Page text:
The Top Ten Presidents

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Ranking The Presidents

How 78 scholars in history, political science, and law rated the men from Washington to Clinton.

By James Lindgren*

Sponsors: Federalist Society--Wall Street Journal

Project Directors: Steven Calabresi, Leonard Leo and C. David Smith 

            The reputations of presidents rise and fall.  As experts on the presidency gain more perspective, their rankings of some presidents, such as John Kennedy, have fallen, while their impressions of others, such as Harry Truman, have risen.  Even some presidents long dead have taken reputational stumbles.  For example, the presidencies of James Madison, John Adams, and John Quincy Adams are no longer as highly regarded as they used to be. 

            This study reports results from the latest survey of 78 scholars on the presidency.  Unlike most prior studies, this study surveyed experts on presidential history and politics from the fields of law and political science, as well as from history.  Moreover, we explicitly balanced the group to be surveyed with approximately equal numbers of experts on the left and the right.  Because political leanings can influence professional judgments, we think that these are the most politically unbiased estimates of presidential reputation yet obtained for American presidents.

To choose the scholars to be surveyed, we had three expert panels of two scholars in each field come up with a list of experts in their field.  The six scholars who consulted on the makeup of the sample  were Akhil Reed Amar (Yale University), Alan Brinkley (Columbia University), Steven G. Calabresi (Northwestern University), James W. Ceaser (University of Virginia), Forrest McDonald (University of Alabama), and Stephen Skrowronek (Yale University).

We tried to choose approximately equal numbers of scholars who lean to the left and to the right.  Our goal was to present the opinions of experts, controlling for political orientation.  Another way to express this is that we sought to mirror what scholarly opinion might be on the counterfactual assumption that the academy was politically representative of the society in which we live and work. This study attempts to resolve the conflict between prior rankings of presidents done mostly by liberal scholars or mostly by conservative scholars, but not by both together.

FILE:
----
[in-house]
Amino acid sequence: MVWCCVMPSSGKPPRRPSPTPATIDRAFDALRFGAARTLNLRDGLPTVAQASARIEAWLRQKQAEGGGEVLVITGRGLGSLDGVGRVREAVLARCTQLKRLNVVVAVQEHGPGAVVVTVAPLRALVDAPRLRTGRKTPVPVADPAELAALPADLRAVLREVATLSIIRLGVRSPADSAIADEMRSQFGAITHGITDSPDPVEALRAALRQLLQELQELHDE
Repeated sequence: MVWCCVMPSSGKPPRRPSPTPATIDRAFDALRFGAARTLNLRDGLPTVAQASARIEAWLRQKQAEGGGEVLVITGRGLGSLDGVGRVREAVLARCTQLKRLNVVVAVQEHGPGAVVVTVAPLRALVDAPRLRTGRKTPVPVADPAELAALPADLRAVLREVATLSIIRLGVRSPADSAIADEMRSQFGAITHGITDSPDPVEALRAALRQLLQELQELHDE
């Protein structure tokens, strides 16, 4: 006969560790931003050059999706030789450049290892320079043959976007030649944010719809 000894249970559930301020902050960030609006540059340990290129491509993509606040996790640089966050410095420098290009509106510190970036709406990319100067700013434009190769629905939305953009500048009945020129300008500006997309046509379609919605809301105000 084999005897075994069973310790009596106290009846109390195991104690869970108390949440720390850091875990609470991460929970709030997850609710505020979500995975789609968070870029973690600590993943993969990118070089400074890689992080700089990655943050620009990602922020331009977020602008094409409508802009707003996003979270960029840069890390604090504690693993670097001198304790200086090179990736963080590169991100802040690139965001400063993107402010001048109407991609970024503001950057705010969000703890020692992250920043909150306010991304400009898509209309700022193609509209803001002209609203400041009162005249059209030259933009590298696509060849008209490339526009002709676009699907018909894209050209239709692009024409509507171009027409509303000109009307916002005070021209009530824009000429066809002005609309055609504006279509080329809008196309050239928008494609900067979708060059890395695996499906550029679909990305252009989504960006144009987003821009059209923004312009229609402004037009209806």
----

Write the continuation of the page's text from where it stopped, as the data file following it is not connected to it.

As in prior studies, George Washington, Abraham Lincoln, and Franklin Roosevelt continue to be the most esteemed presidents.  Also like other studies, Democratic presidents tend to be rated higher than Republican presidents (though insignificantly so), both overall and since 1857.

            No demographic data were collected on the 78 respondents (59% response rate)--30 historians, 25 political scientists, and 23 law professors.  Where possible, we have quoted from the comments of scholars who responded to the survey.

Each scholar was asked to rate each President on a standard social science five-point scale from well below average to highly superior and to name the most over- and underrated presidents.[4]  Historian Paula Baker was one of many scholars who explained her criteria: “Highly superior and above average presidents made the most of what circumstances provided, and in a few cases, reoriented their parties and public life.”

The scholars we surveyed were supposed to rate them as presidents, but undoubtedly their other accomplishments sometimes affected the ratings.  One respondent explicitly rejected this tendency, “Some of the low-ranking presidents [as he ranked them], such as John Quincy Adams, Martin Van Buren, and William Howard Taft, were able men who contributed a great deal to the nation, but not as president.” 

This strange modern genre of presidential rankings was initiated in 1948 by Arthur Schlesinger, Sr., who repeated his study in 1962.  In 1996 his son, Arthur Schlesinger, Jr., replicated the study.  Our study, conducted in October 2000, found remarkably similar results to the last Schlesinger study.  The correlation between the ranks in the two studies is a staggeringly high .94.  The main difference between the two studies is that Ronald Reagan ranks eighth in our study, while he ranked 25th  (out of 39 presidents) in Schlesinger’s 1996 study.